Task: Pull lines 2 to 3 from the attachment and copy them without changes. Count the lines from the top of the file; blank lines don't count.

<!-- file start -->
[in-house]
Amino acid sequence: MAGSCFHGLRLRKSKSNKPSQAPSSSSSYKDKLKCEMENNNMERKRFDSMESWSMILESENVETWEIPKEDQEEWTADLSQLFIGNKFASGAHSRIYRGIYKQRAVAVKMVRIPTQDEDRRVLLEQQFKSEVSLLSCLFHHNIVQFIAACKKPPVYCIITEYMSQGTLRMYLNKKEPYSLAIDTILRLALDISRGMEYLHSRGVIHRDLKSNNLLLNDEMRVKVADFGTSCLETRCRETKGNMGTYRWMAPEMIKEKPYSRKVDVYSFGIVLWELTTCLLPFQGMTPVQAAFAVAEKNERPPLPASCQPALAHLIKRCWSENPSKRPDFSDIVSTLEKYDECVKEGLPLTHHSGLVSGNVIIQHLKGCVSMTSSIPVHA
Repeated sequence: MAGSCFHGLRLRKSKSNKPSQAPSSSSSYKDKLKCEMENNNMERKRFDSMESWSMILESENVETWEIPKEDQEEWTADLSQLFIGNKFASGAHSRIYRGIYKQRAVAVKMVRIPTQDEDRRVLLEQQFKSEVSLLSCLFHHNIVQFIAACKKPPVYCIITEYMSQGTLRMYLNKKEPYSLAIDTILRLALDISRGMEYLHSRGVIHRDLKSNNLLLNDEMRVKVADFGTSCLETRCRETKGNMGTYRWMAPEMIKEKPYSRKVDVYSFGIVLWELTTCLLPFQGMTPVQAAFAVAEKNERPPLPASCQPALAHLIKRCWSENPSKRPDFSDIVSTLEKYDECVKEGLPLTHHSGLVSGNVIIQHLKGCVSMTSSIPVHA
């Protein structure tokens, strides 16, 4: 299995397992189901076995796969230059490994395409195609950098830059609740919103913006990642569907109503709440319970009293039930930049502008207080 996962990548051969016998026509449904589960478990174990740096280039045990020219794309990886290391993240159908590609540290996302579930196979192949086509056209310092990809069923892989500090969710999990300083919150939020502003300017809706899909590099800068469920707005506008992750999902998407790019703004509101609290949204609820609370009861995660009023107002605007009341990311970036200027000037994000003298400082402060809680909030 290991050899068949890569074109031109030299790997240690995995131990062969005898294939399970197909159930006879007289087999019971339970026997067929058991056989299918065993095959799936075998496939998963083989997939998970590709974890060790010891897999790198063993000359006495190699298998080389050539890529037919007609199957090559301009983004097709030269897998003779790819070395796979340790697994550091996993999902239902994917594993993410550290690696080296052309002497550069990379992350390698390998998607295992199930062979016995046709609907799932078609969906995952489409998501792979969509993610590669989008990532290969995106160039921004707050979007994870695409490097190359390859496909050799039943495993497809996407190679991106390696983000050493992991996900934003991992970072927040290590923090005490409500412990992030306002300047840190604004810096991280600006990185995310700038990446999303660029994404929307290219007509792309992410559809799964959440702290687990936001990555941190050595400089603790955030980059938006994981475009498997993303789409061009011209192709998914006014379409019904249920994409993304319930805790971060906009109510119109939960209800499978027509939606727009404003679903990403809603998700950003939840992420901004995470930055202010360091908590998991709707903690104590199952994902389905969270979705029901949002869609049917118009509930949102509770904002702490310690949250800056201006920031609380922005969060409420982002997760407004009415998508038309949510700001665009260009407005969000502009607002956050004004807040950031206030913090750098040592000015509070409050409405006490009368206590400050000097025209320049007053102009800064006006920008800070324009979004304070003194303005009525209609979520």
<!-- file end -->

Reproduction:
Amino acid sequence: MAGSCFHGLRLRKSKSNKPSQAPSSSSSYKDKLKCEMENNNMERKRFDSMESWSMILESENVETWEIPKEDQEEWTADLSQLFIGNKFASGAHSRIYRGIYKQRAVAVKMVRIPTQDEDRRVLLEQQFKSEVSLLSCLFHHNIVQFIAACKKPPVYCIITEYMSQGTLRMYLNKKEPYSLAIDTILRLALDISRGMEYLHSRGVIHRDLKSNNLLLNDEMRVKVADFGTSCLETRCRETKGNMGTYRWMAPEMIKEKPYSRKVDVYSFGIVLWELTTCLLPFQGMTPVQAAFAVAEKNERPPLPASCQPALAHLIKRCWSENPSKRPDFSDIVSTLEKYDECVKEGLPLTHHSGLVSGNVIIQHLKGCVSMTSSIPVHA
Repeated sequence: MAGSCFHGLRLRKSKSNKPSQAPSSSSSYKDKLKCEMENNNMERKRFDSMESWSMILESENVETWEIPKEDQEEWTADLSQLFIGNKFASGAHSRIYRGIYKQRAVAVKMVRIPTQDEDRRVLLEQQFKSEVSLLSCLFHHNIVQFIAACKKPPVYCIITEYMSQGTLRMYLNKKEPYSLAIDTILRLALDISRGMEYLHSRGVIHRDLKSNNLLLNDEMRVKVADFGTSCLETRCRETKGNMGTYRWMAPEMIKEKPYSRKVDVYSFGIVLWELTTCLLPFQGMTPVQAAFAVAEKNERPPLPASCQPALAHLIKRCWSENPSKRPDFSDIVSTLEKYDECVKEGLPLTHHSGLVSGNVIIQHLKGCVSMTSSIPVHA